A landlord can avoid receiving a civil penalty if they:
- carry out the initial checks before letting property to the tenant(s) and any other adult(s) who'll be living there and keep evidence that they've done so
- do a follow-up check if the initial check shows that someone has a limited right to rent and contact the Home Office if the second check shows that someone no longer has a right to rent.
A landlord doesn't have to evict a tenant or occupier who originally had a limited right to rent and then later has no right to rent. They're only required to report the matter to the Home Office.
Civil penalty notice
If a landlord is going to receive a civil penalty, they'll receive a civil penalty notice. It outlines why the Home Office thinks the landlord is liable, the amount of the civil penalty and how it can be paid. A landlord can object to the penalty by writing to the Home Office within 28 days of the date on the notice. There is also a right of appeal.
Further information on what the objection should contain and what the Home Office will do next is available in a Code of Practice for landlords. The Code also contains information on appeals.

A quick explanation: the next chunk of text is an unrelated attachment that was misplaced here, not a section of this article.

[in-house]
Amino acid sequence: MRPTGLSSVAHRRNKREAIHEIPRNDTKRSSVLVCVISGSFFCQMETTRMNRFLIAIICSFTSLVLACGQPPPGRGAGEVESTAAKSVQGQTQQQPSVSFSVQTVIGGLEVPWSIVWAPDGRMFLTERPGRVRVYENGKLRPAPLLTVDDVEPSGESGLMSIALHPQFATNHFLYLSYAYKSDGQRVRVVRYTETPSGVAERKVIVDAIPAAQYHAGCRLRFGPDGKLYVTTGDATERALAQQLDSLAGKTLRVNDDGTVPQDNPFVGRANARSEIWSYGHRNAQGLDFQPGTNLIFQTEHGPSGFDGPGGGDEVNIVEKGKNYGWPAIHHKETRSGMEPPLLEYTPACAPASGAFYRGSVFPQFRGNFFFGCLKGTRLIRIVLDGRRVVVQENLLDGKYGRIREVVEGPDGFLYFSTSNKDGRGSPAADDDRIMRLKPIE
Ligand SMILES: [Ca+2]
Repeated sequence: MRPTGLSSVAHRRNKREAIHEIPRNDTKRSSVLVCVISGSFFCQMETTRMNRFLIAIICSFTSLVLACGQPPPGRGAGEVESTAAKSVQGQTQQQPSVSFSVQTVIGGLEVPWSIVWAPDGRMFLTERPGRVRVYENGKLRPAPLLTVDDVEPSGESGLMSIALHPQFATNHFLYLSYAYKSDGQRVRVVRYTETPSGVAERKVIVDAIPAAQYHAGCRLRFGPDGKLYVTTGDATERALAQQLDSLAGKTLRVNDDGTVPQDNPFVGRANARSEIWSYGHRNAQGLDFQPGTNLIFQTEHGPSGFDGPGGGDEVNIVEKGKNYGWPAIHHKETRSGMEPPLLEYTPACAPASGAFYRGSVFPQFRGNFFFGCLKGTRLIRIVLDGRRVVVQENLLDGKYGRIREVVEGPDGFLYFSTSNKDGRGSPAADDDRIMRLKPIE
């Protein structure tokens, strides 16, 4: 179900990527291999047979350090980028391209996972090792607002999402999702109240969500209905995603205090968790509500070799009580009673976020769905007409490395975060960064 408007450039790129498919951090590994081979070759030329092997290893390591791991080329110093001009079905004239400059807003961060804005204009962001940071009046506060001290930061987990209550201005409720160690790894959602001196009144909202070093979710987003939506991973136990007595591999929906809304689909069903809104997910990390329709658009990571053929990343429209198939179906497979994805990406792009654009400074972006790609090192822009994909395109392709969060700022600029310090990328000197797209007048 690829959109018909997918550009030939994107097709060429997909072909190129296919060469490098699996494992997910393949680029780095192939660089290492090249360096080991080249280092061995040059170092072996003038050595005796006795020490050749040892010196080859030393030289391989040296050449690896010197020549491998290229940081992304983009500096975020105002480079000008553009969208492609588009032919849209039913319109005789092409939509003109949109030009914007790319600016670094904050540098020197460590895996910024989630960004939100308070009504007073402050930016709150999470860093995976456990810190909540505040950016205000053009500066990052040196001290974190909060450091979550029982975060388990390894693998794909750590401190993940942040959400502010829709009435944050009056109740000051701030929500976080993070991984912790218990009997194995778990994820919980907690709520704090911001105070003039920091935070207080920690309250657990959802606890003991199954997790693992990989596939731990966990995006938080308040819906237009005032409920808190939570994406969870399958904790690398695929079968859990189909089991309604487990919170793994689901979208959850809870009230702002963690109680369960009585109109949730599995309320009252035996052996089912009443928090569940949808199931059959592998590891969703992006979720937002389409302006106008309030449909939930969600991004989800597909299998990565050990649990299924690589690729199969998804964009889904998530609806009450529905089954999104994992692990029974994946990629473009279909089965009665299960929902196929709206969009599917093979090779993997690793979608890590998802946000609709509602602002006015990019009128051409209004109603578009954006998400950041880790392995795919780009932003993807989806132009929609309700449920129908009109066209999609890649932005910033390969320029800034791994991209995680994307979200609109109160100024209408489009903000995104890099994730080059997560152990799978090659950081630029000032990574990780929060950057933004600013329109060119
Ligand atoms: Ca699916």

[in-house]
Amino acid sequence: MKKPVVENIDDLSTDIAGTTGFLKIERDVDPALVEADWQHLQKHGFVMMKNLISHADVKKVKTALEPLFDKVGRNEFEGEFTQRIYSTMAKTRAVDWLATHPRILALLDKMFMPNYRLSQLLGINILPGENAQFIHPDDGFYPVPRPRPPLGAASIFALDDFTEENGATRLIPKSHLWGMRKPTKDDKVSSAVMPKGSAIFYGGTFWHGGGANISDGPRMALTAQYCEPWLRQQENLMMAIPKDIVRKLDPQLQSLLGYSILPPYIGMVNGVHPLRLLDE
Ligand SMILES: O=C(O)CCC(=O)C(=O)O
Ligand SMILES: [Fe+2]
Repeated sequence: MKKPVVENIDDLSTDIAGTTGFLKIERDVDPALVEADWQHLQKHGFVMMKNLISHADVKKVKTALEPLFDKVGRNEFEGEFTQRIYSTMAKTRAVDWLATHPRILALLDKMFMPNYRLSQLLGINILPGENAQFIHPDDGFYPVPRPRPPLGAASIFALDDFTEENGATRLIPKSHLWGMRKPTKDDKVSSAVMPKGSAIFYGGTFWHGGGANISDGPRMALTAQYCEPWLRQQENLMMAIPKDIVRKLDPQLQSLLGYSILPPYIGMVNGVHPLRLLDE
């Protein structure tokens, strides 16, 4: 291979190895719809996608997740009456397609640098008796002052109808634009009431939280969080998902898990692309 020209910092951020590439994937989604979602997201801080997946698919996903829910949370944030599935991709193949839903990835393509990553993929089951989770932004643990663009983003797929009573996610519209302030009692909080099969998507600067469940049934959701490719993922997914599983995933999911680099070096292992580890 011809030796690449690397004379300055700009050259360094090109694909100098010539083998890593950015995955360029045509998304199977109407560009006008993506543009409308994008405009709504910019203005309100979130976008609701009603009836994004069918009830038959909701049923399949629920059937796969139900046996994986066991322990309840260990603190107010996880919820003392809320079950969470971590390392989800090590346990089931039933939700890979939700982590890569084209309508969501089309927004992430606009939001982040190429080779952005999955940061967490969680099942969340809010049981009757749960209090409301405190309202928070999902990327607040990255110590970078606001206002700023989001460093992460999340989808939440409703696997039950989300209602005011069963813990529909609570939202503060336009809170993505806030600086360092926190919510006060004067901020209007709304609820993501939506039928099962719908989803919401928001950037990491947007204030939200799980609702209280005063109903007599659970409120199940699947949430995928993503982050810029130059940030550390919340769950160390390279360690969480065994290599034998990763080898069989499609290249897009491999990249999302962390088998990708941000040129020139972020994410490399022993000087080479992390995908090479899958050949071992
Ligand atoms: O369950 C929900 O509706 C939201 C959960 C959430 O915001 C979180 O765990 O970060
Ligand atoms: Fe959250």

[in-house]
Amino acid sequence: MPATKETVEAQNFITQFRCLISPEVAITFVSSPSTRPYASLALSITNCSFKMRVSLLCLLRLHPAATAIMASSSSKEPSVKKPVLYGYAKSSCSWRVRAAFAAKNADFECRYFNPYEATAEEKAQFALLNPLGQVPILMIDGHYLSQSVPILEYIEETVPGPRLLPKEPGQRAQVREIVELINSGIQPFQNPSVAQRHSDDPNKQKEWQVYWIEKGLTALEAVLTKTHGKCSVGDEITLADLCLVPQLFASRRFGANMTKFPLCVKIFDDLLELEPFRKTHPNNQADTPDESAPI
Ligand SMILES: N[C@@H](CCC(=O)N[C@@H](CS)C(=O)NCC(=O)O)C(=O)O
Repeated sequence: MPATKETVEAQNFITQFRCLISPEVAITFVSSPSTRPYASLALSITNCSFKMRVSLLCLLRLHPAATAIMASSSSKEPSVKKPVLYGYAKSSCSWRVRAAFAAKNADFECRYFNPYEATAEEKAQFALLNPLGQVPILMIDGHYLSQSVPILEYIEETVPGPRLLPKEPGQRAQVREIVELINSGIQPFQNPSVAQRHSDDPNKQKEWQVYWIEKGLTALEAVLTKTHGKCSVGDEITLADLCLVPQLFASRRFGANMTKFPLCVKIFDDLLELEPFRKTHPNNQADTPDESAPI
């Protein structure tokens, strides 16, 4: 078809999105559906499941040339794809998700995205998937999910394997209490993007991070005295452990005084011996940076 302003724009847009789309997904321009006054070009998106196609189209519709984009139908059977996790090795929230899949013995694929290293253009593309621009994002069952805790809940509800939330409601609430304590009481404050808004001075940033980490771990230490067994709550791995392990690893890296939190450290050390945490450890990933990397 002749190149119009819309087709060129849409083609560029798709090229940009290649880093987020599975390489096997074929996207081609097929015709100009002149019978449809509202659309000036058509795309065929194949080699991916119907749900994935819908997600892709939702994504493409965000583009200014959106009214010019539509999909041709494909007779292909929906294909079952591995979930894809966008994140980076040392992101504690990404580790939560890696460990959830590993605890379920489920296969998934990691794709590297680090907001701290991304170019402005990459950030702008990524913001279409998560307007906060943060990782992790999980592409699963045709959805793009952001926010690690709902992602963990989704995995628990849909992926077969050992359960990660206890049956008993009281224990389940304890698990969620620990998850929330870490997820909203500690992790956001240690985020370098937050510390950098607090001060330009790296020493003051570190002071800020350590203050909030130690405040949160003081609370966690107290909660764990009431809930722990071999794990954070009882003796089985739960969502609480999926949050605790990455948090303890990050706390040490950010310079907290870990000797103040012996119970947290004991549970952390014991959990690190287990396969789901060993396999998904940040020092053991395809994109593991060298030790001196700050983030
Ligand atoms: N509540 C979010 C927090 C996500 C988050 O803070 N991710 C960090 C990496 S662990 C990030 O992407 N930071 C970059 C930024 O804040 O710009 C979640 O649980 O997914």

What happens if a landlord discriminates against a potential tenant?
The law says that people mustn't be discriminated against because of their race when renting property. Race includes colour, nationality and national or ethnic origins.
A landlord shouldn't make assumptions about whether someone is a relevant national or has a right to rent on the basis of their colour, accent, and ability to speak English etc. If they do, they may be unlawfully discriminating against that person.
The government's Code of Practice for landlords gives guidance on how to avoid race discrimination.
Can a tenant be evicted if they are not a relevant national or do not have a right to rent?
A landlord must still follow the proper legal process to evict a tenant who isn't a relevant national or who does not have a right to rent.